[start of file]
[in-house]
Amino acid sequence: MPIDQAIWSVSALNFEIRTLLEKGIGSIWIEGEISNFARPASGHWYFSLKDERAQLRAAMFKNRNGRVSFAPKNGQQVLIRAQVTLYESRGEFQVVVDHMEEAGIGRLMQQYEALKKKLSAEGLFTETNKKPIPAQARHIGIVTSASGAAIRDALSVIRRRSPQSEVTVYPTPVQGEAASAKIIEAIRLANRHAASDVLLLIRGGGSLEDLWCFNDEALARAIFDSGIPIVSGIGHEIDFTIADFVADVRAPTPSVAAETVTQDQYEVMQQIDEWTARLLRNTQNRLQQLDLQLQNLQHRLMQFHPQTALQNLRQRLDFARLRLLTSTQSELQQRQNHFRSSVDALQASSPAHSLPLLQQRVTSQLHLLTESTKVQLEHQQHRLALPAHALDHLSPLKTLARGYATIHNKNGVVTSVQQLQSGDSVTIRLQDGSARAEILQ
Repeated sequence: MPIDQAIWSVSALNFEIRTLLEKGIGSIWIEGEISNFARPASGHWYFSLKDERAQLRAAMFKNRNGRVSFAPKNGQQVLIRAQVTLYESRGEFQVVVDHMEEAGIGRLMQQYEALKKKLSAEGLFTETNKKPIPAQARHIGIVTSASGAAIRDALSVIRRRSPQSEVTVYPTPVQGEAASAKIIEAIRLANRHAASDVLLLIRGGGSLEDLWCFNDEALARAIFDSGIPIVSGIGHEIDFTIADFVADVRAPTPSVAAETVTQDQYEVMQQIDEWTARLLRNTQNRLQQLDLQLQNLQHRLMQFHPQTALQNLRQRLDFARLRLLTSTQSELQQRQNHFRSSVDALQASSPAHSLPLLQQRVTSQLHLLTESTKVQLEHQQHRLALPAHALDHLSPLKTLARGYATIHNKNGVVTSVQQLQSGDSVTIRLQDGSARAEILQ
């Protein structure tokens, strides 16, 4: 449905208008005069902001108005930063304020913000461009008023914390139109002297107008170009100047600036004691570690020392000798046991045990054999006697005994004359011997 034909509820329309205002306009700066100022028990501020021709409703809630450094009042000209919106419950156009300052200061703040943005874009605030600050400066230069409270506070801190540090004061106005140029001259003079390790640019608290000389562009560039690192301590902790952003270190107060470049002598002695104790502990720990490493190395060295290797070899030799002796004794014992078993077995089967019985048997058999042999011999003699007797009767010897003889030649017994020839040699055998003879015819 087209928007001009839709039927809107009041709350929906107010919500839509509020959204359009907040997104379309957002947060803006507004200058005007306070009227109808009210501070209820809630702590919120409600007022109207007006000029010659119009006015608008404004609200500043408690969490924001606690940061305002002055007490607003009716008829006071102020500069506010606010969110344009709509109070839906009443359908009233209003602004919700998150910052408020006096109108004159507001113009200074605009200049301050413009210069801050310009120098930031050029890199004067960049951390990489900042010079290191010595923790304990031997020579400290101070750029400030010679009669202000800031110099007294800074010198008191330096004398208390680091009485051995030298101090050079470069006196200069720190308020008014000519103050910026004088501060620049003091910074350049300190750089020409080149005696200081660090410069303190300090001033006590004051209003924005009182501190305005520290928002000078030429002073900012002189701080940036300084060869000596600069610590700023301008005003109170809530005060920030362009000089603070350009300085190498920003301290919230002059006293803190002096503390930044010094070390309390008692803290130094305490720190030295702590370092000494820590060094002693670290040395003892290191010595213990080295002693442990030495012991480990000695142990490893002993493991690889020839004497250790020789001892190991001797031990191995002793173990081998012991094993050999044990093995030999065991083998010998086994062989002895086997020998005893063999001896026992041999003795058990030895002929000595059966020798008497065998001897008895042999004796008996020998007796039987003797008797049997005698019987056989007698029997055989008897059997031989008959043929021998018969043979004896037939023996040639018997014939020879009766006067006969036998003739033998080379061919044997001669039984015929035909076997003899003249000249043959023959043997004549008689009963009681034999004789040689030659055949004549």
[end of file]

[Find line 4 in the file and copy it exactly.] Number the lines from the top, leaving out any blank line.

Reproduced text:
């Protein structure tokens, strides 16, 4: 449905208008005069902001108005930063304020913000461009008023914390139109002297107008170009100047600036004691570690020392000798046991045990054999006697005994004359011997 034909509820329309205002306009700066100022028990501020021709409703809630450094009042000209919106419950156009300052200061703040943005874009605030600050400066230069409270506070801190540090004061106005140029001259003079390790640019608290000389562009560039690192301590902790952003270190107060470049002598002695104790502990720990490493190395060295290797070899030799002796004794014992078993077995089967019985048997058999042999011999003699007797009767010897003889030649017994020839040699055998003879015819 087209928007001009839709039927809107009041709350929906107010919500839509509020959204359009907040997104379309957002947060803006507004200058005007306070009227109808009210501070209820809630702590919120409600007022109207007006000029010659119009006015608008404004609200500043408690969490924001606690940061305002002055007490607003009716008829006071102020500069506010606010969110344009709509109070839906009443359908009233209003602004919700998150910052408020006096109108004159507001113009200074605009200049301050413009210069801050310009120098930031050029890199004067960049951390990489900042010079290191010595923790304990031997020579400290101070750029400030010679009669202000800031110099007294800074010198008191330096004398208390680091009485051995030298101090050079470069006196200069720190308020008014000519103050910026004088501060620049003091910074350049300190750089020409080149005696200081660090410069303190300090001033006590004051209003924005009182501190305005520290928002000078030429002073900012002189701080940036300084060869000596600069610590700023301008005003109170809530005060920030362009000089603070350009300085190498920003301290919230002059006293803190002096503390930044010094070390309390008692803290130094305490720190030295702590370092000494820590060094002693670290040395003892290191010595213990080295002693442990030495012991480990000695142990490893002993493991690889020839004497250790020789001892190991001797031990191995002793173990081998012991094993050999044990093995030999065991083998010998086994062989002895086997020998005893063999001896026992041999003795058990030895002929000595059966020798008497065998001897008895042999004796008996020998007796039987003797008797049997005698019987056989007698029997055989008897059997031989008959043929021998018969043979004896037939023996040639018997014939020879009766006067006969036998003739033998080379061919044997001669039984015929035909076997003899003249000249043959023959043997004549008689009963009681034999004789040689030659055949004549």